May 12 2009
Terms of trade is a term that is often misunderstood by IB Economics students. Simply put, a nation’s terms of trade refers to the relative price of a country’s exports to its imports.
When a country’s imports increase in price, while the value of its exports stays the same, the country’s terms of trade are said to deteriorate. As a nation experiences deteriorating terms of trade, it finds itself moving towards a deficit in its current account, meaning that expenditures on imports are growing more than income from exports, also called a trade deficit.
The United States has run trade deficits for most years since 1970. Since 2004 the US has annually spent over $600 billion MORE on imports than it earned from the sale of its exports. (Balance of trade data going back to 1960 can be found here).
Usually, when a country enters a recession, it would be expected that its balance of trade would improve, since households demand fewer imports and domestic inflation decreases making the country’s products more attractive to foreign households. In fact, in 2008, when the US entered its current recession, its trade deficit actually decreased. Recently, however, due to the weakness of many of its trading partners and a deterioration in terms of trade, America’s recession is accompanied by a deepening trade deficit:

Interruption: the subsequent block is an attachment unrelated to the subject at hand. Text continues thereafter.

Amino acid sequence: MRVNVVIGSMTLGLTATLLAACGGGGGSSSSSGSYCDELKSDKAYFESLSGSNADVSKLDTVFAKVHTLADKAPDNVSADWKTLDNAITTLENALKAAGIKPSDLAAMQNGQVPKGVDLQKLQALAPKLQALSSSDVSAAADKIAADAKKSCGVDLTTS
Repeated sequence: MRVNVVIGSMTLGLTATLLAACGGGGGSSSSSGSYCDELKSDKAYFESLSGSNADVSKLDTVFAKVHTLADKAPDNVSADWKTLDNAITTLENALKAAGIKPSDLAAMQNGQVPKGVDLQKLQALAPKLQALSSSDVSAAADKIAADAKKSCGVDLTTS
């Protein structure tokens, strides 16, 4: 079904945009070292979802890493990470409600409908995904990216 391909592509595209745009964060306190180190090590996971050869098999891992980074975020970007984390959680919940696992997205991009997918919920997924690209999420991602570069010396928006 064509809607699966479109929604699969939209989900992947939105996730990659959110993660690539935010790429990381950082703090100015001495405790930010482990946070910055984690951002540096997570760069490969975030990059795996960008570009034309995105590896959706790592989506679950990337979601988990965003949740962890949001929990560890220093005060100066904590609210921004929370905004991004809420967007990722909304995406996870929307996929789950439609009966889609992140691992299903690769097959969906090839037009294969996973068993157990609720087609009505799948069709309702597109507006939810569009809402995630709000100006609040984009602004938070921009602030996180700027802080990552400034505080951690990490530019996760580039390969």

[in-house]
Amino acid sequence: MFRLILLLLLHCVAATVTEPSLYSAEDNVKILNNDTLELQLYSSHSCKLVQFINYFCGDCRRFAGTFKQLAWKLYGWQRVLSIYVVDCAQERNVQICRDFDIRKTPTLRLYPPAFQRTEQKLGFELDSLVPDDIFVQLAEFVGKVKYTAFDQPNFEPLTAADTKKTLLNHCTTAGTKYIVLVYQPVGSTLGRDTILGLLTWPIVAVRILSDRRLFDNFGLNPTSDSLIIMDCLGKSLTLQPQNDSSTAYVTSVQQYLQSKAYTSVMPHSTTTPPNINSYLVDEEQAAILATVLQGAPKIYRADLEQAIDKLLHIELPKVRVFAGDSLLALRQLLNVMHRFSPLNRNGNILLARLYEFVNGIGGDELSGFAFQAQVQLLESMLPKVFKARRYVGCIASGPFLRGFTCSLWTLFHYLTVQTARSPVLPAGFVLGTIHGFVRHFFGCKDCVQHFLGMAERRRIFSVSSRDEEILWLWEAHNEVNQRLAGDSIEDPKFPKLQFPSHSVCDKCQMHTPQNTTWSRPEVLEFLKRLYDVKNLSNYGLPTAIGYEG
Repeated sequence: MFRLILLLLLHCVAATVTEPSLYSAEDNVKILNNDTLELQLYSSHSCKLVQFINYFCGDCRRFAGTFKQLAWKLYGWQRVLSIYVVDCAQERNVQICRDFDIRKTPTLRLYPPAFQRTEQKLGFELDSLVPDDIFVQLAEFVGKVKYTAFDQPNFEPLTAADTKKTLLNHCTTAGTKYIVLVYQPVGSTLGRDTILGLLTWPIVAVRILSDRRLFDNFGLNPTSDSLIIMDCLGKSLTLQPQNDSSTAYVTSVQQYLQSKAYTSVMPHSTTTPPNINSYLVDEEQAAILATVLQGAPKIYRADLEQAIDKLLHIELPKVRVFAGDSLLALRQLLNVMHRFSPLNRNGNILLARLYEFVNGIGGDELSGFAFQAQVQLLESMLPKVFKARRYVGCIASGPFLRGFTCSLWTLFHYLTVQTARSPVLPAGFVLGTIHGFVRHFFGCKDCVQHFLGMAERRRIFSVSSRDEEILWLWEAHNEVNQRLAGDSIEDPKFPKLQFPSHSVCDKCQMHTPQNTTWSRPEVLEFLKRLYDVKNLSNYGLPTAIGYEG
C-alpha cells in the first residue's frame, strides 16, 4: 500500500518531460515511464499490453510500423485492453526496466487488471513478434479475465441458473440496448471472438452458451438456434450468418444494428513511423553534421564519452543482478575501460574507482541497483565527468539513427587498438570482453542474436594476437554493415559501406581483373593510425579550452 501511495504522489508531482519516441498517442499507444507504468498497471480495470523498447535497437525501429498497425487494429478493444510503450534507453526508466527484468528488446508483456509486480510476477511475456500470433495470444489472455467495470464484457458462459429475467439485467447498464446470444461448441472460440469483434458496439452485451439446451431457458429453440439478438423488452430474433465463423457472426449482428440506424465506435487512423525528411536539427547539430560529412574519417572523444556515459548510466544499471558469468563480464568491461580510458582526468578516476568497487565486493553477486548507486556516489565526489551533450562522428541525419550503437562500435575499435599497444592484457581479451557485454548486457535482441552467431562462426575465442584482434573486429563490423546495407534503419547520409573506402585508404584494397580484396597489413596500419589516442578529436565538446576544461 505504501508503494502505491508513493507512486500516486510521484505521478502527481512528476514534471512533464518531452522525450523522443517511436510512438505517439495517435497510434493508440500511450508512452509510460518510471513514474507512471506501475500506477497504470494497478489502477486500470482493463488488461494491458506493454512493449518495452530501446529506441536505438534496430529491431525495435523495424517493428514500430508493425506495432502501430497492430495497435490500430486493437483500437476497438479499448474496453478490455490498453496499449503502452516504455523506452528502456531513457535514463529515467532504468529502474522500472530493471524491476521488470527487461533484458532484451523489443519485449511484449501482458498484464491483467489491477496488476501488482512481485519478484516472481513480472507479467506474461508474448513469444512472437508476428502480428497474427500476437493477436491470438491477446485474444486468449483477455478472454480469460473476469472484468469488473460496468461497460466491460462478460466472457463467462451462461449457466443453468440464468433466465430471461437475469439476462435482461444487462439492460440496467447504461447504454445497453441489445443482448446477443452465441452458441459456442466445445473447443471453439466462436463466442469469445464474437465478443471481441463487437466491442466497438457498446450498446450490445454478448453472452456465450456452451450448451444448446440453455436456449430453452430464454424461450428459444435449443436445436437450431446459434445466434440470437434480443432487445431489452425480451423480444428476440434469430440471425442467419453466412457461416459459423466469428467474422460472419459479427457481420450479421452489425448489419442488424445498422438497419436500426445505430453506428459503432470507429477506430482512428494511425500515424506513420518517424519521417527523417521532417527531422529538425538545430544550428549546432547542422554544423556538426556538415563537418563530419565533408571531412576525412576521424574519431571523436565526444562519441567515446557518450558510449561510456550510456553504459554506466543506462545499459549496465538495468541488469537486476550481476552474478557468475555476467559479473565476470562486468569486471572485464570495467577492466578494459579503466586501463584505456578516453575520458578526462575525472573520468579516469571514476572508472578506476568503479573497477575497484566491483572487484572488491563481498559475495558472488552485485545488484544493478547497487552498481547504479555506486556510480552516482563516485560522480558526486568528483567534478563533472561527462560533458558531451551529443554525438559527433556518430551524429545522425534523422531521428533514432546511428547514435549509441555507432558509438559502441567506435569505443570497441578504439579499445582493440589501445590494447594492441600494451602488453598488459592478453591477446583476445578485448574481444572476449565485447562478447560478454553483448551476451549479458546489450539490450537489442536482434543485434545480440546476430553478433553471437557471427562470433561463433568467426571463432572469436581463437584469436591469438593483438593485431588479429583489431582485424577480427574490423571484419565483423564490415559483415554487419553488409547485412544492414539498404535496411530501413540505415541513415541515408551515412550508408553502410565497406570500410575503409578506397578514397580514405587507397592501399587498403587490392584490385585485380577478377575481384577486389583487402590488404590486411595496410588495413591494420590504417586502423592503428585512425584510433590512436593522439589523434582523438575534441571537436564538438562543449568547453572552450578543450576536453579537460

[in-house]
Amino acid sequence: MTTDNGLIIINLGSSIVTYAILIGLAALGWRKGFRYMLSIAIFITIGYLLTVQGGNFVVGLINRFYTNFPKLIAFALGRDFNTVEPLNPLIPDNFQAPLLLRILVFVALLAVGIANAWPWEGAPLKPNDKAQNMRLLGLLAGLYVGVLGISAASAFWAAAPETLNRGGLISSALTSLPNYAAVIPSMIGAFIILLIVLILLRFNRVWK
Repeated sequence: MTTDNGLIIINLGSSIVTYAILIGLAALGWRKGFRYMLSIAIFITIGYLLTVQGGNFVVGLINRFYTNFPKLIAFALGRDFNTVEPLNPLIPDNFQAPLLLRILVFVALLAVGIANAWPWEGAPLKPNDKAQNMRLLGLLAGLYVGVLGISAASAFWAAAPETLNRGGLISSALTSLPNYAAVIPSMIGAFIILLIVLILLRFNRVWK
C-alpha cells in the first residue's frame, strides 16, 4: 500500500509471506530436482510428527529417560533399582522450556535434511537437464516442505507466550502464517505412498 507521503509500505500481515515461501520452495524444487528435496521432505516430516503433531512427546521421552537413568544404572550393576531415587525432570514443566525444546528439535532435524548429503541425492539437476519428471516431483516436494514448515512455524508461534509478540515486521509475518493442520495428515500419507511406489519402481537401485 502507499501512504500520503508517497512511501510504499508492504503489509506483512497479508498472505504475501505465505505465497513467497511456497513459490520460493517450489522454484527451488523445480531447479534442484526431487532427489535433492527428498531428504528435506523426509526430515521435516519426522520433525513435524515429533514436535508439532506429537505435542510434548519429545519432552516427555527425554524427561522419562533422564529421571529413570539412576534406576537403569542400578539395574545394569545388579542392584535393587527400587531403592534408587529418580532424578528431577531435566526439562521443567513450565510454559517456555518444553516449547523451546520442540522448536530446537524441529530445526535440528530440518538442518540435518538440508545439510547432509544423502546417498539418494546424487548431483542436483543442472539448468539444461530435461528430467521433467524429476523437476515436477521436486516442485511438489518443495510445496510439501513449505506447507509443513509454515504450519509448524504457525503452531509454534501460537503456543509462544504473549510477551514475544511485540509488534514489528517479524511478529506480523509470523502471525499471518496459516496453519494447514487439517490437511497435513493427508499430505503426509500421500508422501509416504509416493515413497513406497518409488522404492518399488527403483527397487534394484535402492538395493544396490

The U.S. trade deficit widened for the first time in eight months during March, as the price and use of imported oil both climbed.
The U.S. deficit in international trade of goods and services increased to $27.58 billion from February’s revised $26.13 billion, the Commerce Department said Tuesday. Originally, the February deficit was estimated at $25.97 billion.
U.S. exports in March slipped by 2.4% to $123.62 billion from $126.63 billion as trading partners bought less consumer goods and cars from the U.S. U.S. imports fell at a lower rate, dropping 1.0% to $151.20 billion from February’s $152.76 billion
- How did rising oil prices lead to an increase in America’s trade deficit?
- What determines demand for American exports in the rest of the world? Why is demand for American goods and services falling even as their prices decline due to deflation in the US?
- Where does America get the money to buy hundreds of dollars more in imports than it sells in exports? What do foreigners do with all the US dollars they earn from their enormous trade surplus with the US?
- Why doesn’t the US government simply place tariffs or quotas on imports to try and achieve more balanced trade with the rest of the world? Is this an appropriate response to a trade deficit?